Accountability Statement

The Beginnings of Accountability

Content Warning: Sexual Violence


Introduction
In October 2020, Free Write began a long-overdue process to account for our choices to work with an employee who caused sexual harm, the toxic organizational culture created by those choices, and the subsequent harm caused to close colleagues and partners. The beginning steps of the process have culminated in this public statement of accountability and will be followed by concrete steps to address and repair harm. 

We intentionally included a lot of detail in this statement. We feel that this is a risk not only worth taking, but one that is actually necessary for this process to be successful, transparent, and transformative. We name specific harms so that we can understand what occurred within our organization. Being specific also offers us the opportunity to make real apologies to those harmed. adrienne maree brown writes, “Transformation can’t happen in low-risk spaces.”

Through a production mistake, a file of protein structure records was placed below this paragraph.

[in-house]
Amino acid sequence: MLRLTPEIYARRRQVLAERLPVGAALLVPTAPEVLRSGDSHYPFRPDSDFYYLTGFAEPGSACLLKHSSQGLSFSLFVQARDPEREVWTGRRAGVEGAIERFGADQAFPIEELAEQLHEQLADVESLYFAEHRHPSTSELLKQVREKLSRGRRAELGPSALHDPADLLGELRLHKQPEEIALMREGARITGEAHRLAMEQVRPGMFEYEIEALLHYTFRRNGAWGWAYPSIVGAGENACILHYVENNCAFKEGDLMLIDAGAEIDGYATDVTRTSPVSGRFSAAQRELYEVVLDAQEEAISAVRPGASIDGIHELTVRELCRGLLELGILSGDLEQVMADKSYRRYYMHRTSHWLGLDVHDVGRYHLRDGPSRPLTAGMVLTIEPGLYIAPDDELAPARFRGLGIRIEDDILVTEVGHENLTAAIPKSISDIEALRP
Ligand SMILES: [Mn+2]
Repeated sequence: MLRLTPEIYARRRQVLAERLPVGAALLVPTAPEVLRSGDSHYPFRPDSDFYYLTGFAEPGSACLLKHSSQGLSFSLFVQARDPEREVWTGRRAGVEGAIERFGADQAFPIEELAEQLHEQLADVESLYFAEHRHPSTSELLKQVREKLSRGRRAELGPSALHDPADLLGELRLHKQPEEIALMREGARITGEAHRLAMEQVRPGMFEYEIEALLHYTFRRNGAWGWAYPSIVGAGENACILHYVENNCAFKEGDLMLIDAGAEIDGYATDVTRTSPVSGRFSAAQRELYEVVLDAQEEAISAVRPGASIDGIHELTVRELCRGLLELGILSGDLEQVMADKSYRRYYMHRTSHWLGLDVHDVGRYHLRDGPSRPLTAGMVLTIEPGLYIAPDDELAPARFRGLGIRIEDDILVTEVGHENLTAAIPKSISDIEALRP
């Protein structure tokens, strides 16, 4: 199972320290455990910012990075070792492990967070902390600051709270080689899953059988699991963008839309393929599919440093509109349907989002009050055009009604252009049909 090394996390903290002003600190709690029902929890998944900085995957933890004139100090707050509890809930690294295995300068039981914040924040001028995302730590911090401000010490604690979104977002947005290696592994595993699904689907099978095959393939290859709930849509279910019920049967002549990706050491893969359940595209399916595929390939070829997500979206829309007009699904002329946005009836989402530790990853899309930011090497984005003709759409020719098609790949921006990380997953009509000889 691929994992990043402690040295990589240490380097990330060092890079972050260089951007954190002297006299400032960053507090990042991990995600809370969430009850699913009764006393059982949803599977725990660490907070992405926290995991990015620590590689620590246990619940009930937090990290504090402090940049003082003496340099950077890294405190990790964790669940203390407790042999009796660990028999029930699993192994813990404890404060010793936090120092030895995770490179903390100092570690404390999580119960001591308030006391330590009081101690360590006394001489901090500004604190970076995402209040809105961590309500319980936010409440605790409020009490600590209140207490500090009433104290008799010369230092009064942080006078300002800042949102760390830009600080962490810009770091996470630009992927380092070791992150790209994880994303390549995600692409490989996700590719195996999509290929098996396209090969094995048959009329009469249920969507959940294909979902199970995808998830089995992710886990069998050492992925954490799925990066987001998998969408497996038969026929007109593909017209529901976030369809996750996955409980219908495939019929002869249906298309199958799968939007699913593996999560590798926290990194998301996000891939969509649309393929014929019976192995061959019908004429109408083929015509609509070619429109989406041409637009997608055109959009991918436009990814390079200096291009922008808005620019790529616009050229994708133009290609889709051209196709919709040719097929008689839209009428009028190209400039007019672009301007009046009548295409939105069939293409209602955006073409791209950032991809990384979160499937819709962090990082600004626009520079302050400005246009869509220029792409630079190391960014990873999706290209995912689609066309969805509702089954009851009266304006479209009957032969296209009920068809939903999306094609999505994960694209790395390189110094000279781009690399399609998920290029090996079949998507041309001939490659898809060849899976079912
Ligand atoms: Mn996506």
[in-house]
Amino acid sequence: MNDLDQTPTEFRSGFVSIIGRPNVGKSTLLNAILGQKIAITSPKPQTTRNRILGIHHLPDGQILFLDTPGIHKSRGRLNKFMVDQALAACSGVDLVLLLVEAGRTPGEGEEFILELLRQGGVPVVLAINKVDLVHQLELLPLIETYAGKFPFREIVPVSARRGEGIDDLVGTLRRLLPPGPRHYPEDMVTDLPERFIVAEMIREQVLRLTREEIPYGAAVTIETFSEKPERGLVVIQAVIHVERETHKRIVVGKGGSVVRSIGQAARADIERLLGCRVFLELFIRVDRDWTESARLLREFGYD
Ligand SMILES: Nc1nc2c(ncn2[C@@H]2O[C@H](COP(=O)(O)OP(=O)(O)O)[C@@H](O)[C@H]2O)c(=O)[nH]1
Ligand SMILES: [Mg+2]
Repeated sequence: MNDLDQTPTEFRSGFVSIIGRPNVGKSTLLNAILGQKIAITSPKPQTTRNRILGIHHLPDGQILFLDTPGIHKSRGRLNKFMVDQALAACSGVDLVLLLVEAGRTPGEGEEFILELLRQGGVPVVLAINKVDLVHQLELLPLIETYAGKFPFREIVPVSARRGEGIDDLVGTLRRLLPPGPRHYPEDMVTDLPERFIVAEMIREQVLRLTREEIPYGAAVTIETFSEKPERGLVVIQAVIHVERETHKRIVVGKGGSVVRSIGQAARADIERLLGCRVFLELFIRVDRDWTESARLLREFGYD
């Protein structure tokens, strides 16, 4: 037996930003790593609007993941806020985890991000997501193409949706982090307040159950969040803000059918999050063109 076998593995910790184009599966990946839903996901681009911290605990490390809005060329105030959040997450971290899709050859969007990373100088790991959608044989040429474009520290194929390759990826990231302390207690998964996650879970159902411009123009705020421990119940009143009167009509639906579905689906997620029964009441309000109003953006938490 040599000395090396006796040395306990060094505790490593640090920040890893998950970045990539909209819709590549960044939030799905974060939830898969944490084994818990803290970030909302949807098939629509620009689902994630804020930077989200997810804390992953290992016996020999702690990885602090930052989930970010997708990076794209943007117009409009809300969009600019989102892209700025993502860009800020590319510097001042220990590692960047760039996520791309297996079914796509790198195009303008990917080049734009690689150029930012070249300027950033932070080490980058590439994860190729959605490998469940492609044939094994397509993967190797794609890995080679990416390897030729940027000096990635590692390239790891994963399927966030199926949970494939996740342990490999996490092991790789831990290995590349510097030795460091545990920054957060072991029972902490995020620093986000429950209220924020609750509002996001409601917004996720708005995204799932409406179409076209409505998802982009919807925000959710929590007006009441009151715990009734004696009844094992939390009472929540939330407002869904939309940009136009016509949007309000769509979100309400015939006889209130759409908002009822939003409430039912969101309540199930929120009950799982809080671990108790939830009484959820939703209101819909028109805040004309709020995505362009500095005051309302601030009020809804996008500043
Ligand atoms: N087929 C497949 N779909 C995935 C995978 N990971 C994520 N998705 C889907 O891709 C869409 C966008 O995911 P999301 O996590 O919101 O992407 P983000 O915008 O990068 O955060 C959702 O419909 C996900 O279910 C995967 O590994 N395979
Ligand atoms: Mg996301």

This work is forcing us to confront our complicity and actions and may do the same for the reader. We are stumbling into this process knowing that it won’t be perfect or tidy in any way, but it will be done out of love and the sincere desire to change. On the advice of our legal counsel, we are not naming the employee at this time. Any person named in this statement has given consent to be named.

At the end of this statement, the process facilitator, McKensie Mack, shares more about their practice and our approach. We invite survivors of the harm named here and similar harms, Free Write partners, and other community stakeholders to join us in this community accountability process.


Accountability Statement
Since 2000, Free Write Arts & Literacy has built creative communities with criminalized youth, utilizing the arts as tools to dismantle systems of violence and contexts of criminalization. We know that ending systems of violence demands intersectionality and personal accountability. Intersectionality demands that we center women and femmes, especially Black and POC women and femmes, and all survivors of gender-based violence. We offer this account of the harm caused by the choices made by Free Write leadership, specifically Ryan Keesling and others not to be named at this time, between 2014 and the present. In this statement, we will neither justify nor rationalize our actions. This account is not made to elicit understanding or forgiveness. Rather, we offer it as an evolving, working document where Free Write takes responsibility for the choices we made that perpetuated gender-based violence onto close colleagues, partners, and the community at large.